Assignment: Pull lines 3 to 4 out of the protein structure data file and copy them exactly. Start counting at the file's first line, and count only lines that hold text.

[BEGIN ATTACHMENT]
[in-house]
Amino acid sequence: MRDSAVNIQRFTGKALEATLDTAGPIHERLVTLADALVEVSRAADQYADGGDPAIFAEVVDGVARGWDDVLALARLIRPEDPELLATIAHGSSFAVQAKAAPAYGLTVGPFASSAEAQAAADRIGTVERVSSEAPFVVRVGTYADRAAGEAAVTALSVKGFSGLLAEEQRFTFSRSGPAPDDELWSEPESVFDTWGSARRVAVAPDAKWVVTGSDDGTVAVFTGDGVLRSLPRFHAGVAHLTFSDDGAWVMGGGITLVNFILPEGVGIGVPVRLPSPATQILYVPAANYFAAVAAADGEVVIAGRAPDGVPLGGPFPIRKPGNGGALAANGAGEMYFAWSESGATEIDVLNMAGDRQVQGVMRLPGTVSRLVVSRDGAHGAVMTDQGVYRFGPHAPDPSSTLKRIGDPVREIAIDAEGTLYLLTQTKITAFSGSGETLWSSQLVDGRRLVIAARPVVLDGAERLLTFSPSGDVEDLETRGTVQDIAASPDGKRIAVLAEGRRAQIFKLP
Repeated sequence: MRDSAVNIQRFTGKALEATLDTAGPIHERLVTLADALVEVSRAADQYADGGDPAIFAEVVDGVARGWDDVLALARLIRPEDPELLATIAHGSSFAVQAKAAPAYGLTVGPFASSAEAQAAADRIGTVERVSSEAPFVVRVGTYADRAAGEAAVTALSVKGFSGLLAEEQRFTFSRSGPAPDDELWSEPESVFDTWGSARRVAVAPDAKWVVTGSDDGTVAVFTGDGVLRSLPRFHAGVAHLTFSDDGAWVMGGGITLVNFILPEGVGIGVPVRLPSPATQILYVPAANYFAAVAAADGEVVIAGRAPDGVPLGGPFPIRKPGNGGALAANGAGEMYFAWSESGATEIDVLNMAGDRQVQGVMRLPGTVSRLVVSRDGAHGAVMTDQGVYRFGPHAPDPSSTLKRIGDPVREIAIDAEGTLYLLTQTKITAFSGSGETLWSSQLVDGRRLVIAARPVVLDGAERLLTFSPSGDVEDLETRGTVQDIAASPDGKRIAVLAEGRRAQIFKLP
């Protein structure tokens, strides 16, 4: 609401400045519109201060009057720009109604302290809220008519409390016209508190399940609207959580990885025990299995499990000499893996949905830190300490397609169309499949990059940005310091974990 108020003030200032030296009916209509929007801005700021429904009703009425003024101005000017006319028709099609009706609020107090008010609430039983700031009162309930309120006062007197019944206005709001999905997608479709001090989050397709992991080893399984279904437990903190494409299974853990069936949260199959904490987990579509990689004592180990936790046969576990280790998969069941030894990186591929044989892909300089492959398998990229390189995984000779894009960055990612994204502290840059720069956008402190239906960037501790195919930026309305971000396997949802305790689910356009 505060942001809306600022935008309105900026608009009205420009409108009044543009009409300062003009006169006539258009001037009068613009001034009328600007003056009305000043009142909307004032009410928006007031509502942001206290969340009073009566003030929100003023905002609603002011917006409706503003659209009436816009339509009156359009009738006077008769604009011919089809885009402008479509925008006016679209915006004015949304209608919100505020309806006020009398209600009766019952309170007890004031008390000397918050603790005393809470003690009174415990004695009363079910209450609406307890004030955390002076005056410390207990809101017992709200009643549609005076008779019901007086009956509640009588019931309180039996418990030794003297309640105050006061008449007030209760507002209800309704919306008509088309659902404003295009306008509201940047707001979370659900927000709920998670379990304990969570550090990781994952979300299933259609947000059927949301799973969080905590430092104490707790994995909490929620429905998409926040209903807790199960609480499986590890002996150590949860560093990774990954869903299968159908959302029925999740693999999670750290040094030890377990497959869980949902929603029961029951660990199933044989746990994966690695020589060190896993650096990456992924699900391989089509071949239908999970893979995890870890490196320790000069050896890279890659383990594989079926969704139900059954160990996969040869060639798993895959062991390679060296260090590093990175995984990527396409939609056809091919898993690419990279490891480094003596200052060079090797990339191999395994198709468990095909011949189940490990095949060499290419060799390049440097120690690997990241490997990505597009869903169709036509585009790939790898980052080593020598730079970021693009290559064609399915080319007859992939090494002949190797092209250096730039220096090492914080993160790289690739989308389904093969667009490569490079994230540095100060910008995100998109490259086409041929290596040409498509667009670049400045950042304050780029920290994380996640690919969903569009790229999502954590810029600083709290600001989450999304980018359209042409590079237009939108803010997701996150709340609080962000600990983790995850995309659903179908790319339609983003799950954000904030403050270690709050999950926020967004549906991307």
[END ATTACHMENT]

Repeated sequence: MRDSAVNIQRFTGKALEATLDTAGPIHERLVTLADALVEVSRAADQYADGGDPAIFAEVVDGVARGWDDVLALARLIRPEDPELLATIAHGSSFAVQAKAAPAYGLTVGPFASSAEAQAAADRIGTVERVSSEAPFVVRVGTYADRAAGEAAVTALSVKGFSGLLAEEQRFTFSRSGPAPDDELWSEPESVFDTWGSARRVAVAPDAKWVVTGSDDGTVAVFTGDGVLRSLPRFHAGVAHLTFSDDGAWVMGGGITLVNFILPEGVGIGVPVRLPSPATQILYVPAANYFAAVAAADGEVVIAGRAPDGVPLGGPFPIRKPGNGGALAANGAGEMYFAWSESGATEIDVLNMAGDRQVQGVMRLPGTVSRLVVSRDGAHGAVMTDQGVYRFGPHAPDPSSTLKRIGDPVREIAIDAEGTLYLLTQTKITAFSGSGETLWSSQLVDGRRLVIAARPVVLDGAERLLTFSPSGDVEDLETRGTVQDIAASPDGKRIAVLAEGRRAQIFKLP
């Protein structure tokens, strides 16, 4: 609401400045519109201060009057720009109604302290809220008519409390016209508190399940609207959580990885025990299995499990000499893996949905830190300490397609169309499949990059940005310091974990 108020003030200032030296009916209509929007801005700021429904009703009425003024101005000017006319028709099609009706609020107090008010609430039983700031009162309930309120006062007197019944206005709001999905997608479709001090989050397709992991080893399984279904437990903190494409299974853990069936949260199959904490987990579509990689004592180990936790046969576990280790998969069941030894990186591929044989892909300089492959398998990229390189995984000779894009960055990612994204502290840059720069956008402190239906960037501790195919930026309305971000396997949802305790689910356009 505060942001809306600022935008309105900026608009009205420009409108009044543009009409300062003009006169006539258009001037009068613009001034009328600007003056009305000043009142909307004032009410928006007031509502942001206290969340009073009566003030929100003023905002609603002011917006409706503003659209009436816009339509009156359009009738006077008769604009011919089809885009402008479509925008006016679209915006004015949304209608919100505020309806006020009398209600009766019952309170007890004031008390000397918050603790005393809470003690009174415990004695009363079910209450609406307890004030955390002076005056410390207990809101017992709200009643549609005076008779019901007086009956509640009588019931309180039996418990030794003297309640105050006061008449007030209760507002209800309704919306008509088309659902404003295009306008509201940047707001979370659900927000709920998670379990304990969570550090990781994952979300299933259609947000059927949301799973969080905590430092104490707790994995909490929620429905998409926040209903807790199960609480499986590890002996150590949860560093990774990954869903299968159908959302029925999740693999999670750290040094030890377990497959869980949902929603029961029951660990199933044989746990994966690695020589060190896993650096990456992924699900391989089509071949239908999970893979995890870890490196320790000069050896890279890659383990594989079926969704139900059954160990996969040869060639798993895959062991390679060296260090590093990175995984990527396409939609056809091919898993690419990279490891480094003596200052060079090797990339191999395994198709468990095909011949189940490990095949060499290419060799390049440097120690690997990241490997990505597009869903169709036509585009790939790898980052080593020598730079970021693009290559064609399915080319007859992939090494002949190797092209250096730039220096090492914080993160790289690739989308389904093969667009490569490079994230540095100060910008995100998109490259086409041929290596040409498509667009670049400045950042304050780029920290994380996640690919969903569009790229999502954590810029600083709290600001989450999304980018359209042409590079237009939108803010997701996150709340609080962000600990983790995850995309659903179908790319339609983003799950954000904030403050270690709050999950926020967004549906991307």